But Christy Young Hooley, a former teacher from Wyoming, says it’s about more than the politics of the issues. When it comes down to it, she says, the standards push teachers to take on more of the role of parents. Hooley says she resigned at the end of the 2012-13 school year, due to concerns about the implementation of Common Core.

 Ken Ham, founder of the nonprofit ministry Answers in Genesis, poses with one of his favorite animatronic dinosaurs during a tour of the Creation Museum on May 24, 2007, in Petersburg, Ky.

Creation Museum president Ken Ham poses with an animatronic dinosaur in 2007.

Although she primarily taught English and social studies to fifth- and sixth-grade students at a public school in Green River – a small town in southwest Wyoming – Hooley says she also taught first-grade science while working in Utah, and noticed a difference in the demeanor of students.

“When I taught first grade, everything teacher says is true and there’s no reason to question – they’re so sweet and innocent and love what their teacher says,” Hooley explains. “As I see teaching things that could be an uncomfortable topic, such as evolution, and not letting them know there are other choices out there and to speak with your parents – it’s easy to have that conversation with upper grades.”

Topics such as climate change, humans’ impact on the environment and evolution are introduced in younger grades in the NGSS. A kindergarten earth science standard, for example, requires students to be able to “communicate solutions that will reduce the impact of humans on the land, water, air and/or other living things in the local environment.”

“To me that’s concerning that they’re not developmentally at that ability to separate what a teacher says and maybe what the family values are or where parents stand on it,” Hooley says. “I live in an area that a lot of families don’t see climate change or evolution as necessarily a settled science. It’s hard, it’s very difficult for teachers to teach that very objectively.”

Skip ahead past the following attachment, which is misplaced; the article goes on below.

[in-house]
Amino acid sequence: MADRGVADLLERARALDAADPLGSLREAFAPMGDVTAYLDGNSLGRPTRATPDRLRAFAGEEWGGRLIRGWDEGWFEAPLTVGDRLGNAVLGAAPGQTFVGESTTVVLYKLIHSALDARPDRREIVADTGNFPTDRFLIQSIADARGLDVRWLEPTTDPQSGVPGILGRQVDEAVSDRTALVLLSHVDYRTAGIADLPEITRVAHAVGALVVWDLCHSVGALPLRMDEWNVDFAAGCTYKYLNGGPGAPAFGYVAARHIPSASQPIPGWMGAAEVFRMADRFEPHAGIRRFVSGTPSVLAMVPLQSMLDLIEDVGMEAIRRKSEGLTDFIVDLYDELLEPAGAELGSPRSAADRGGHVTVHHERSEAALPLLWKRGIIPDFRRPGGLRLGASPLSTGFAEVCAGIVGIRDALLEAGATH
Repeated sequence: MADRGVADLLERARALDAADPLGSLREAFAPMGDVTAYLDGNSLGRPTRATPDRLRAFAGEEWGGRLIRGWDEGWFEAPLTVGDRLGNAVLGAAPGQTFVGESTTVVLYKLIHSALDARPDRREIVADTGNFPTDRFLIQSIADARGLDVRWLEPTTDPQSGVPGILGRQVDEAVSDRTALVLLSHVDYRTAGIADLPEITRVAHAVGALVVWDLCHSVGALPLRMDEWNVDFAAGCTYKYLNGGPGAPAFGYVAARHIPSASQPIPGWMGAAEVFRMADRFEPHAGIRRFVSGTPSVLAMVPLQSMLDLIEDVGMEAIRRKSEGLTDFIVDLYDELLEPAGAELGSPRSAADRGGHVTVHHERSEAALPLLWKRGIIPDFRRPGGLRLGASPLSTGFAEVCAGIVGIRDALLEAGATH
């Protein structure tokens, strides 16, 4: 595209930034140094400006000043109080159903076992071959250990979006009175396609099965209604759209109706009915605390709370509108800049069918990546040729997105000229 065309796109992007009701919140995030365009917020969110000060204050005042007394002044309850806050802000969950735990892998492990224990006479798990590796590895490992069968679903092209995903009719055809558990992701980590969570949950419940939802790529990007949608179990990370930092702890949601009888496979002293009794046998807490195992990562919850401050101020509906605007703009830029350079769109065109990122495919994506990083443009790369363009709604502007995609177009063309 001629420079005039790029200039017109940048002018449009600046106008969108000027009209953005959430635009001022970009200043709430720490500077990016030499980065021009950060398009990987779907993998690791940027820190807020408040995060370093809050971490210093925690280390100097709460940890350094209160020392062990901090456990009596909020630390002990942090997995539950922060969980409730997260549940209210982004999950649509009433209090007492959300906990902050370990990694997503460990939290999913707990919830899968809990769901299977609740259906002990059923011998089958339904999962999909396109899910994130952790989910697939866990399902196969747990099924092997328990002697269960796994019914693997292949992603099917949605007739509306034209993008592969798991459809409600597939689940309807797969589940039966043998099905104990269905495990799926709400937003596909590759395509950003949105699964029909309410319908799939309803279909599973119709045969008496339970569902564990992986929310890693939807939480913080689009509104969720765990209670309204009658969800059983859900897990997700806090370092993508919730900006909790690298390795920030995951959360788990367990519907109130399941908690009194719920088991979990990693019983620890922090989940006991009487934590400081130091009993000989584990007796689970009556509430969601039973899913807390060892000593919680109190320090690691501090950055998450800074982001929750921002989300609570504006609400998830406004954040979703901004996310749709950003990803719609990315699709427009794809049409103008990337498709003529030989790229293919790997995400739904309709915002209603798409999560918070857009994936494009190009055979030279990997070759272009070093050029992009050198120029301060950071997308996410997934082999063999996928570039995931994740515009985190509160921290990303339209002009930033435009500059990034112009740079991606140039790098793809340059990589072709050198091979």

Pete Ellsworth, the author of the document from Wyoming educators and a retired senior lecturer from the University of Wyoming, says those debates have “no business” in a science classroom.

“The reason is that as soon as you introduce God or miracles into the equation, it’s no longer empirical and it’s not science anymore,” he says.

However, that’s not to say the topics couldn’t be discussed in schools at all, Ellsworth adds.

The Los Laureles dam, which supplies with potable water one million inhabitants of the capital Tegucigalpa, at a critically low level due to the drought, on March 27, 2014.

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There are aspects of climate change, particularly the role the energy industry plays in state economics, that can and should be discussed, he says – just not in a science classroom.

“These are issues that need to be thoroughly discussed and they need to be discussed in the classroom, but it’s up to the districts to do that at the curriculum level, rather than doing it at the state level in the standards,” Ellsworth says. “The exception to that is that it could very well fit in the social studies standards. It has to do with geography and economics and history.”

As for creationism, Ellsworth says the idea could be presented in a social studies class (under “contemporary social issues”) or in a science class discussing pseudoscience.

“I guess it’s important for kids to understand why it’s not science,” he says. “But it cannot be presented as an alternative to evolution.”

But according to Hooley, that kind of background context is important in a set of standards that emphasizes project-based and hands-on learning.

“When you remove the content to allow for those kinds of learning, it doesn’t just automatically generate in students’ minds. They have to get that content somewhere,” she says. “It’s interesting to see that there’s such an uproar that we’re going to be hurting students by not adopting something. I think that’s just a fallacy and I think it’s been overdramatized that some horrid thing is going to happen because we haven’t adopted the latest and greatest supposedly science standards, when we all have the capabilities in our own states to create something unique to each state and to be strong.”